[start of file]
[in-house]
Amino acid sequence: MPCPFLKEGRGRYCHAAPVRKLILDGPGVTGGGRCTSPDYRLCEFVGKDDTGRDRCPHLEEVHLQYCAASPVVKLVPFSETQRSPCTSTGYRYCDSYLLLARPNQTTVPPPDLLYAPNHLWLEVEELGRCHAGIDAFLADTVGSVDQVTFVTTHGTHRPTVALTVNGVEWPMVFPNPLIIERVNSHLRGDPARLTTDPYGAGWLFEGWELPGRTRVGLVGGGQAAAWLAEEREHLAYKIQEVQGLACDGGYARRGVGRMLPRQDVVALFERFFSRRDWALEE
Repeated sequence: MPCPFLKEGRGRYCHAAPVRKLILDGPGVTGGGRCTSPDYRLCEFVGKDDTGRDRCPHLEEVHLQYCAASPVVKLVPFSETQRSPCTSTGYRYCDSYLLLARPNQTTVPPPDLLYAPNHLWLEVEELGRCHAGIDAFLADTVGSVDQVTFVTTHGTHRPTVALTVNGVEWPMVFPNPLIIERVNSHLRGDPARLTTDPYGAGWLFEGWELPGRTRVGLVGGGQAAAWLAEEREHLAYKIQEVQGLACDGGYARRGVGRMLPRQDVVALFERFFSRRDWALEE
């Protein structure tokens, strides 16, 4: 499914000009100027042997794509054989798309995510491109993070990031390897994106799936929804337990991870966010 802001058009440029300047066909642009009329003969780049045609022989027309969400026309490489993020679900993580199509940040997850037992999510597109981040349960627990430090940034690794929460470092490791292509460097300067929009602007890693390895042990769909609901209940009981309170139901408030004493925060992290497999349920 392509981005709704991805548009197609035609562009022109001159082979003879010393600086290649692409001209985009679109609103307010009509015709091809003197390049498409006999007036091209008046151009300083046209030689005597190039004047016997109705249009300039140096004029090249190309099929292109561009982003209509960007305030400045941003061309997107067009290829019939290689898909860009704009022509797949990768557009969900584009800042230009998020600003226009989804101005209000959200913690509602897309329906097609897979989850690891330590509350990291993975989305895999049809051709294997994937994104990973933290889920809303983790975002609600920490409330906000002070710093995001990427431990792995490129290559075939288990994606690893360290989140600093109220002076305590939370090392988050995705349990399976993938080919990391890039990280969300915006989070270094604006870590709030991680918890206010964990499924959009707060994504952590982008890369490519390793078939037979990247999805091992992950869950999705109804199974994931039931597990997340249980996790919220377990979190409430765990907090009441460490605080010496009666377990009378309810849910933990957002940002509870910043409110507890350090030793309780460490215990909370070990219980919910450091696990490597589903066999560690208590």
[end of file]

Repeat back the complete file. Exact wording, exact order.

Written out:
[in-house]
Amino acid sequence: MPCPFLKEGRGRYCHAAPVRKLILDGPGVTGGGRCTSPDYRLCEFVGKDDTGRDRCPHLEEVHLQYCAASPVVKLVPFSETQRSPCTSTGYRYCDSYLLLARPNQTTVPPPDLLYAPNHLWLEVEELGRCHAGIDAFLADTVGSVDQVTFVTTHGTHRPTVALTVNGVEWPMVFPNPLIIERVNSHLRGDPARLTTDPYGAGWLFEGWELPGRTRVGLVGGGQAAAWLAEEREHLAYKIQEVQGLACDGGYARRGVGRMLPRQDVVALFERFFSRRDWALEE
Repeated sequence: MPCPFLKEGRGRYCHAAPVRKLILDGPGVTGGGRCTSPDYRLCEFVGKDDTGRDRCPHLEEVHLQYCAASPVVKLVPFSETQRSPCTSTGYRYCDSYLLLARPNQTTVPPPDLLYAPNHLWLEVEELGRCHAGIDAFLADTVGSVDQVTFVTTHGTHRPTVALTVNGVEWPMVFPNPLIIERVNSHLRGDPARLTTDPYGAGWLFEGWELPGRTRVGLVGGGQAAAWLAEEREHLAYKIQEVQGLACDGGYARRGVGRMLPRQDVVALFERFFSRRDWALEE
């Protein structure tokens, strides 16, 4: 499914000009100027042997794509054989798309995510491109993070990031390897994106799936929804337990991870966010 802001058009440029300047066909642009009329003969780049045609022989027309969400026309490489993020679900993580199509940040997850037992999510597109981040349960627990430090940034690794929460470092490791292509460097300067929009602007890693390895042990769909609901209940009981309170139901408030004493925060992290497999349920 392509981005709704991805548009197609035609562009022109001159082979003879010393600086290649692409001209985009679109609103307010009509015709091809003197390049498409006999007036091209008046151009300083046209030689005597190039004047016997109705249009300039140096004029090249190309099929292109561009982003209509960007305030400045941003061309997107067009290829019939290689898909860009704009022509797949990768557009969900584009800042230009998020600003226009989804101005209000959200913690509602897309329906097609897979989850690891330590509350990291993975989305895999049809051709294997994937994104990973933290889920809303983790975002609600920490409330906000002070710093995001990427431990792995490129290559075939288990994606690893360290989140600093109220002076305590939370090392988050995705349990399976993938080919990391890039990280969300915006989070270094604006870590709030991680918890206010964990499924959009707060994504952590982008890369490519390793078939037979990247999805091992992950869950999705109804199974994931039931597990997340249980996790919220377990979190409430765990907090009441460490605080010496009666377990009378309810849910933990957002940002509870910043409110507890350090030793309780460490215990909370070990219980919910450091696990490597589903066999560690208590």